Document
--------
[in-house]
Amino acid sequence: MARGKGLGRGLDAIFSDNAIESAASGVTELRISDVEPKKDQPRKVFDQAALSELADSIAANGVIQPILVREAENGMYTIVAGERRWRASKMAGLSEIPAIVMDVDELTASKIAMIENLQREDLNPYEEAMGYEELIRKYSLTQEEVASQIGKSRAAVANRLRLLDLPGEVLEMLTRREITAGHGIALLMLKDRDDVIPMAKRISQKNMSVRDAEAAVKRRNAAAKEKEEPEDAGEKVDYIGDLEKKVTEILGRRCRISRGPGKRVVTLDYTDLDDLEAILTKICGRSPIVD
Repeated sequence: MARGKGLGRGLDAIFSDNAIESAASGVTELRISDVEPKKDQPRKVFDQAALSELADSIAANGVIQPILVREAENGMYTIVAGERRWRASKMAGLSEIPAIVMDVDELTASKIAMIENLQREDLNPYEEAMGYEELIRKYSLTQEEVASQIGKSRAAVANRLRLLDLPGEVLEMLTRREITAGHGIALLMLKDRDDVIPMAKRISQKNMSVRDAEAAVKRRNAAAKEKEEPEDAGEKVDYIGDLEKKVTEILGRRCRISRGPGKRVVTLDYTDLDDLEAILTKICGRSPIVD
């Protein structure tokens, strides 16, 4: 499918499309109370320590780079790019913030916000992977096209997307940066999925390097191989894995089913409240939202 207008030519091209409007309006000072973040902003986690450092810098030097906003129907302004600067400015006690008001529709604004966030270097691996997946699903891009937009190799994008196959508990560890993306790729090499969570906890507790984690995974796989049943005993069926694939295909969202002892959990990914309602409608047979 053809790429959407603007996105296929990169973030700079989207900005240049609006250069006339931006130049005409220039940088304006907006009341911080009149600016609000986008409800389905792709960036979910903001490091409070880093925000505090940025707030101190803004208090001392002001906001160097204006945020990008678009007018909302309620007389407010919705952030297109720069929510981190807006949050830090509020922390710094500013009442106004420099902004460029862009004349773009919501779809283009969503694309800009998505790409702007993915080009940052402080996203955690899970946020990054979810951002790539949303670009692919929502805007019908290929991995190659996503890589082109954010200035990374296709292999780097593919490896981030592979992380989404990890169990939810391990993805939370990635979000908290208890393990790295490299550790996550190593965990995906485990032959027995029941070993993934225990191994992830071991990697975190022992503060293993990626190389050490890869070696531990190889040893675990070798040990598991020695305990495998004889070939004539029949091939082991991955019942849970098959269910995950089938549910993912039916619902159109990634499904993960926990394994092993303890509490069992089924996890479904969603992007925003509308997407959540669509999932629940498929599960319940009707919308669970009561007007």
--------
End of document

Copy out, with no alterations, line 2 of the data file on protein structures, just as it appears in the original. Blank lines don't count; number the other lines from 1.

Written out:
Amino acid sequence: MARGKGLGRGLDAIFSDNAIESAASGVTELRISDVEPKKDQPRKVFDQAALSELADSIAANGVIQPILVREAENGMYTIVAGERRWRASKMAGLSEIPAIVMDVDELTASKIAMIENLQREDLNPYEEAMGYEELIRKYSLTQEEVASQIGKSRAAVANRLRLLDLPGEVLEMLTRREITAGHGIALLMLKDRDDVIPMAKRISQKNMSVRDAEAAVKRRNAAAKEKEEPEDAGEKVDYIGDLEKKVTEILGRRCRISRGPGKRVVTLDYTDLDDLEAILTKICGRSPIVD